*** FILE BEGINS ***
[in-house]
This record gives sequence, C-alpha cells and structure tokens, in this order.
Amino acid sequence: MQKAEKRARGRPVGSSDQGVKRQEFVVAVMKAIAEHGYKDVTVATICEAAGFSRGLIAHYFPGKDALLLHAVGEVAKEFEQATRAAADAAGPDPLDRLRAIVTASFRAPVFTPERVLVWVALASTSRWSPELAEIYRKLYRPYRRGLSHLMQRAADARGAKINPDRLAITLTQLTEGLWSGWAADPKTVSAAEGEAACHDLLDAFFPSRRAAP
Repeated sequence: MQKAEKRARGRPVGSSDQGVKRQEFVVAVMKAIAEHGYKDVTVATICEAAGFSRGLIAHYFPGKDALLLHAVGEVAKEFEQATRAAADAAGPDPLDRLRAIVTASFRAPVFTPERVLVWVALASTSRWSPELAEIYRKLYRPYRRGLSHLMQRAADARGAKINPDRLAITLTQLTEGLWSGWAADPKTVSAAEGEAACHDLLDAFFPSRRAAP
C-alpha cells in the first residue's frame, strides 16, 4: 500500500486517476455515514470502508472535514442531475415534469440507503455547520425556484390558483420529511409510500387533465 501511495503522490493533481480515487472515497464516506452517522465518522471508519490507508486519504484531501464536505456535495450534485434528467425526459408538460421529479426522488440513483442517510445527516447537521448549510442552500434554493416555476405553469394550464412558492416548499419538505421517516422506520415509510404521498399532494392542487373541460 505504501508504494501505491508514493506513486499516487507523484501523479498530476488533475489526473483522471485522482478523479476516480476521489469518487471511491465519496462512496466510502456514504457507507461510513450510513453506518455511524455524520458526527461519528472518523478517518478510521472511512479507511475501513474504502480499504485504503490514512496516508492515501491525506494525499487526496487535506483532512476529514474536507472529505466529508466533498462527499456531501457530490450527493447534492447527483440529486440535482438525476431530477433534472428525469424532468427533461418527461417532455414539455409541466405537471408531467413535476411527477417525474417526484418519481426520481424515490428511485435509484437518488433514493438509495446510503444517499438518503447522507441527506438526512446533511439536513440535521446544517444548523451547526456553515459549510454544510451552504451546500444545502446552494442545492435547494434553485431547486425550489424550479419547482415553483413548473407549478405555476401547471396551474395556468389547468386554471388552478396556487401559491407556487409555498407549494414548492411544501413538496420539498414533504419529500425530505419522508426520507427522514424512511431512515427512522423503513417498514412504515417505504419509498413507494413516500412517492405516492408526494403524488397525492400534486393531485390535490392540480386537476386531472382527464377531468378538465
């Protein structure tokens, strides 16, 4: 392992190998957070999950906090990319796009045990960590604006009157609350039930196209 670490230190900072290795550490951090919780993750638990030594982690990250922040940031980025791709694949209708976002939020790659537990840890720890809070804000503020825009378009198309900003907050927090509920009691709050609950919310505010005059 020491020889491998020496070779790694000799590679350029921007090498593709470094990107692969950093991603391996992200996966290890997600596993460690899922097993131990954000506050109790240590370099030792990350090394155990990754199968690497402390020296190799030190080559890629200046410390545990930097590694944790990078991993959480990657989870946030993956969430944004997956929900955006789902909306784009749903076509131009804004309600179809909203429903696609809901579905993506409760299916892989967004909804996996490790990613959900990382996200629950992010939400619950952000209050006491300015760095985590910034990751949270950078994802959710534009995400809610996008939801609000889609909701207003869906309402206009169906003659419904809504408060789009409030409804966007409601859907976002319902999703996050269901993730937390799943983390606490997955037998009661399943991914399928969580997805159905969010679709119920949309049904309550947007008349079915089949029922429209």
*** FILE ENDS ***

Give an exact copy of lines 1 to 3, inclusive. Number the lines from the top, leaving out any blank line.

[in-house]
This record gives sequence, C-alpha cells and structure tokens, in this order.
Amino acid sequence: MQKAEKRARGRPVGSSDQGVKRQEFVVAVMKAIAEHGYKDVTVATICEAAGFSRGLIAHYFPGKDALLLHAVGEVAKEFEQATRAAADAAGPDPLDRLRAIVTASFRAPVFTPERVLVWVALASTSRWSPELAEIYRKLYRPYRRGLSHLMQRAADARGAKINPDRLAITLTQLTEGLWSGWAADPKTVSAAEGEAACHDLLDAFFPSRRAAP